The forces in play

So why do we need to think about this at all? What is driving us to change and improve all the time? Why are we not just satisfied with the software or the product we have? Why go to all the trouble to create another project management method?

The second law of thermodynamics, in principle, states that a closed system’s disorder cannot be reduced, it can only remain unchanged or increased. A measure of this disorder is entropy. As a system is modified, its disorder, or entropy, always increases.

Essentially any systems, products or services that we build have a use-by-date and we must “improve” them or build new ones. Unless we do so, dissatisfaction increases until the system is useless or change is initiated.

In our IT world, this is known as software entropy. It is these forces of entropy that the Agile method aims to mitigate. Our Agile method gives us a path to reduce the effects of entropy either pro-actively by continuous improvement programs (Kaizen) or reactively by flexible evolution (Agile).

We can replace the word “system” in these laws with any product or service;

  1. A system must be continually adapted or it becomes progressively less satisfactory to users and departs from its target usefulness.
  2. As a system evolves, its complexity increases unless work is done to maintain or reduce it.
  3. System evolution processes are self-regulating and often unplanned leading to further complexity.
  4. The average effective global activity rate in an evolving system will vary over the product’s lifetime.
  5. As a system evolves, all associated with it, developers, sales personnel, and users, for example, must maintain mastery of its content and behaviour to achieve satisfactory evolution. Excessive growth diminishes that mastery. Hence the average incremental growth remains invariant as the system evolves.
  6. The functional content of a system must be continually increased to maintain user satisfaction over its lifetime.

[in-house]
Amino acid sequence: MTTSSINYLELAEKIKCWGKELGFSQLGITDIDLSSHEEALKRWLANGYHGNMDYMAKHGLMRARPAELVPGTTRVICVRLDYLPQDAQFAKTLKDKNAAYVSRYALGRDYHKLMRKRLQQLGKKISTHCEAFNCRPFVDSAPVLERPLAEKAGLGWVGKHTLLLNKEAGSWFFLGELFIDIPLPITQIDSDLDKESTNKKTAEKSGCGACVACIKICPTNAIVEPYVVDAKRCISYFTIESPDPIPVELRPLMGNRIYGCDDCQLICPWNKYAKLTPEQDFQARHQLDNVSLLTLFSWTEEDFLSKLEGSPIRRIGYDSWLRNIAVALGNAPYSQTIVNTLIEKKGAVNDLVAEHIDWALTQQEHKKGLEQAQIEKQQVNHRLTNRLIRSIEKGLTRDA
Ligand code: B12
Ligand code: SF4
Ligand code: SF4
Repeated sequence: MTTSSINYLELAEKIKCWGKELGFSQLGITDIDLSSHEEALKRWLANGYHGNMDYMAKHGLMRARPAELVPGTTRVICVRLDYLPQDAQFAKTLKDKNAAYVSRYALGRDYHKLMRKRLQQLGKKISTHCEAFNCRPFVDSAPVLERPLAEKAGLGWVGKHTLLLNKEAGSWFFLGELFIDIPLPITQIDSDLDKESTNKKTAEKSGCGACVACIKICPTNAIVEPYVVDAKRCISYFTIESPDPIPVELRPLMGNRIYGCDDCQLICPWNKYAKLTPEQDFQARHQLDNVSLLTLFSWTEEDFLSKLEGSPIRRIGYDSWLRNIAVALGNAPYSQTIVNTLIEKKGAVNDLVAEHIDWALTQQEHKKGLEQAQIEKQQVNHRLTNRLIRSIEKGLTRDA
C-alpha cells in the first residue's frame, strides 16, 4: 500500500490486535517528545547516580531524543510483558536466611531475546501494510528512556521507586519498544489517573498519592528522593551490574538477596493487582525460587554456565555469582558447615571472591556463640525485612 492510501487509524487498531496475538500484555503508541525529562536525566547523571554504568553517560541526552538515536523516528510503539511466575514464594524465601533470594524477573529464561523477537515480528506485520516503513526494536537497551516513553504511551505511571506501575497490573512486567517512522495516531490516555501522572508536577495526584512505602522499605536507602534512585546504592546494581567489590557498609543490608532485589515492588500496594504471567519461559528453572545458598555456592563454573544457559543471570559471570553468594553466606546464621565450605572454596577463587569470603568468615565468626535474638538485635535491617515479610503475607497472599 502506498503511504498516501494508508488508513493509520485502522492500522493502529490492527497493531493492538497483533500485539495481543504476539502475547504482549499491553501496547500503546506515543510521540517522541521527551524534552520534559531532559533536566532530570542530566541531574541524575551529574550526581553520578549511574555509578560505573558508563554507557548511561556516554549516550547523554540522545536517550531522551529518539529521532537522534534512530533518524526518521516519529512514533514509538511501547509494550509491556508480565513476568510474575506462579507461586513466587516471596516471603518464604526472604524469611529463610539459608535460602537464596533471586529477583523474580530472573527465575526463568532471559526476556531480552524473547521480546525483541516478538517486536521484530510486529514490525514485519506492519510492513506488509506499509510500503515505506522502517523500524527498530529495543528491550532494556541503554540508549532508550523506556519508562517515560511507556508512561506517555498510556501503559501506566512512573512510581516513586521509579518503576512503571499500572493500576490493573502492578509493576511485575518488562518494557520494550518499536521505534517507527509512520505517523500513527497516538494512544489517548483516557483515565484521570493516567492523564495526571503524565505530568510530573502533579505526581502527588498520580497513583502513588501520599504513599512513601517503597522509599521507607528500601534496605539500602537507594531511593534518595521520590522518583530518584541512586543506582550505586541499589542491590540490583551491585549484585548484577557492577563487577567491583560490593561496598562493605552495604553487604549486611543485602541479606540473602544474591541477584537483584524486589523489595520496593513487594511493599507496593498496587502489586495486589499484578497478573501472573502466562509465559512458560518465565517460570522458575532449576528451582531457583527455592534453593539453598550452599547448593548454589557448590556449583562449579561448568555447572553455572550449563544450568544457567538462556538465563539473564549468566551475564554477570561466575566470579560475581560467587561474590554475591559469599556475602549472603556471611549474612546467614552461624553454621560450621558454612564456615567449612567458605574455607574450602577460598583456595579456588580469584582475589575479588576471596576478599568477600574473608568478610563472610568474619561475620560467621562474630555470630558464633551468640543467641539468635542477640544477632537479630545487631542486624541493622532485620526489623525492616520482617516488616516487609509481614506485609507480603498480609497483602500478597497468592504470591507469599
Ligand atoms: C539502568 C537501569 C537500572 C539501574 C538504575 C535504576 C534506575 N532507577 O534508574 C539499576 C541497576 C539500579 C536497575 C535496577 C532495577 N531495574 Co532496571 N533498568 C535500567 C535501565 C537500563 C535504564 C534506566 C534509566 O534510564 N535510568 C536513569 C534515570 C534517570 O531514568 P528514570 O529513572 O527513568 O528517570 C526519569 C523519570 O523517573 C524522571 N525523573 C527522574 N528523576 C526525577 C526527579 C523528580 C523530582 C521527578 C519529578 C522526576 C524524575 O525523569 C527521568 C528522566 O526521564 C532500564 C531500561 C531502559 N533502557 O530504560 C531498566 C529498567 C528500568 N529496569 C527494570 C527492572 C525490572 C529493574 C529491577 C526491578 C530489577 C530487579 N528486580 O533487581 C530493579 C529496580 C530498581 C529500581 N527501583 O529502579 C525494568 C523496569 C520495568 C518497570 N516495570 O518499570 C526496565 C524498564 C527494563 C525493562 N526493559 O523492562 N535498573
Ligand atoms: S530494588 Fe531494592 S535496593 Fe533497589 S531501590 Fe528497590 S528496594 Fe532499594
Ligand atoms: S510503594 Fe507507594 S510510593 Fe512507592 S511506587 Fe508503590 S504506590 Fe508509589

7. The quality of a system will appear to be declining unless it is rigorously maintained and adapted to operational environment changes.
  8. Evolution processes must be treated as multi-dimensional to achieve significant improvement.


With traditional methods of product delivery, our end product is well defined and entropy does not start until the delivery is complete. Often this leads to rapid signs of entropy as the consumer does not feel aligned with the product. There is no emotional attachment to the product or at some point, the builders of the product depart from the “continuously evolving needs” of the consumer.

What the Kaizen and Agile methods do is accept that entropy is inevitable (or already in play) and seeks to delay or smooth the effects of entropy by involving the consumer in the creative process.

This does not actually reduce entropy or complexity per se, however on some level, this is a form of cognitive bias where individuals involved in the creative process create their own “subjective social reality” from their perception of the effect that their input has had on the establishment of the end product. i.e. “Because I made it, therefore it is good”.

This has a real effect of reducing the possibility of rejection or failure of a project deliverable too early and thus a very valid tactic to be aware of in the Agile development process.

Entropy is going to subconsciously influence your consumers, therefore pro-actively engage them in improvement programs and consciously provide for evolution. Thus reducing the effects of entropy.

A truly advanced approach is to involve the consumer in a “continuous creative process” thus increasing their emotional alignment and giving rise to a truly evolving consumer product or service. In this approach, the Agile start to the product or service leads to Kaizen or continuous improvement where the system is able to stay ahead of the inevitable entropy.

Can you think of a product or a service that you used as a child that you still use today? They are very rare, but if you can it will be extremely simple in its operation and thus retain relevance.